I do think that the tenant farmers who have sub-tenants are being very badly treated in this measure. They are being crushed out. I am not in favour of charging a sub-tenant more than the value of his land, but I think it is a case in which the State ought to intervene and compensate the middleman in the same way as it is compensating the landlord—treat the tenant in the same generous way as the landlord is being treated under this Bill.
There is another question of principle in the Bill which, in my opinion, will be of far-reaching importance. There was a clause introduced into this Bill on the Second or Third Stage in the other House providing for compensation for disturbance in the case of resumed holdings. Anybody having experience of the long land struggle in this country and of the land question in general will at once fix on that as the most important clause in the Bill, because not alone does it provide for compensation for the value of the holding which is being resumed, but it also provides compensation for disturbance. These holdings are resumed for one purpose only—for the purpose of settling congests, landless men and people who can suitably conduct small farms. Of course, when a holding is divided, it must be sold to the incoming tenant—the small man —at a fair price. If the owner of the resumed holding gets a fair price, with compensation for disturbance, and if the small man is to get in at a fair price, the difference must come from some source. There is no provision in this Bill for bridging that gap. There is no provision whereby the State will come in to subsidise the transaction. I was very glad to hear Senator Sir John Keane say, by way of interruption on the Second Reading of this Bill, that in such a case the State ought to come in. I was stopped on Second Reading when I endeavoured to suggest an alternative method of acquiring land for the benefit of congests—by empowering the Land Commission, instead of taking land compulsorily, to acquire land by purchase and to place a fund at their disposal in the same way as a fund was placed at the disposal of the Congested Districts Board. That method would be successful. No general system of compulsion in Ireland can be successful. It is absurd to suppose, at this stage of the history of the land system in Ireland, that the farmers of Ireland, or any substantial group of farmers, can be placed under the heel of compulsion. They cannot. They never were placed under the heel of compulsion, and they never will be. Land in Ireland has always been held by force. Land in Ireland will always be held by force. Let there be no mistake about that.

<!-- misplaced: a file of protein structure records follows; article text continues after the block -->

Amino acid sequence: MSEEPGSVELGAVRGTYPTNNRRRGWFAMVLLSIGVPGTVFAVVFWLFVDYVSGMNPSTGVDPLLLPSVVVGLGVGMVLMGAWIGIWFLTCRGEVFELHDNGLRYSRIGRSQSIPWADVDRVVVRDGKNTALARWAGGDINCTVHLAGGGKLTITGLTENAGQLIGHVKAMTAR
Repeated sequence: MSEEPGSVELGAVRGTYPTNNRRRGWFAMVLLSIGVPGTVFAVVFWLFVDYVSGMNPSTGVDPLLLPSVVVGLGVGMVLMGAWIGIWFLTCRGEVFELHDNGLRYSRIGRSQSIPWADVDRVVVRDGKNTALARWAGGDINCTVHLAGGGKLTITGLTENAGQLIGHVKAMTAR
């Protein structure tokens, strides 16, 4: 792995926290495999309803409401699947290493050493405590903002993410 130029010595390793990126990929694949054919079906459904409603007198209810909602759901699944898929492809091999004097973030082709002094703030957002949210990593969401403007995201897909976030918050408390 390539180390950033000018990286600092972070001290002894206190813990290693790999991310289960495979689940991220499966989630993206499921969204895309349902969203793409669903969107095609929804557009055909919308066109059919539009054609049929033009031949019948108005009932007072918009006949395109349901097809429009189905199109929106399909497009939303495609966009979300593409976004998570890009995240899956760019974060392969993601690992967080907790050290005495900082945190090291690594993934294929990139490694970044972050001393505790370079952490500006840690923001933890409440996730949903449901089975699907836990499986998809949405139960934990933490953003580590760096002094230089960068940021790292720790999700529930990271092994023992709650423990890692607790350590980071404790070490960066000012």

There is one small aspect of this measure to which I would like to call attention. You will have observed that provision is made for the payment out of moneys without complete investigation of title to persons who represent themselves as owners of land. That may be a reasonable thing, but I think that any loss sustained in the financing of a matter of that kind should be borne by the class of persons which is benefited. Under this Bill, it is to be borne by the State. We had an amendment down which sought to provide that a fund should be constituted out of the moneys retained—the guarantee deposit—to be called the "Title Compensation Fund," and that that fund should be used for the purpose of meeting claims made by rightful owners in cases where the wrong persons had been paid. I think that that amendment was reasonable, but it was not accepted.
These are the main objections that we had to this measure. We think that it ought to have been a simpler measure, that it ought to have provided for the vesting of judicial holdings, and after that, for the vesting of ordinary tenancies, and that until there was time for the proper distribution of land the Minister ought not to have gone farther than that.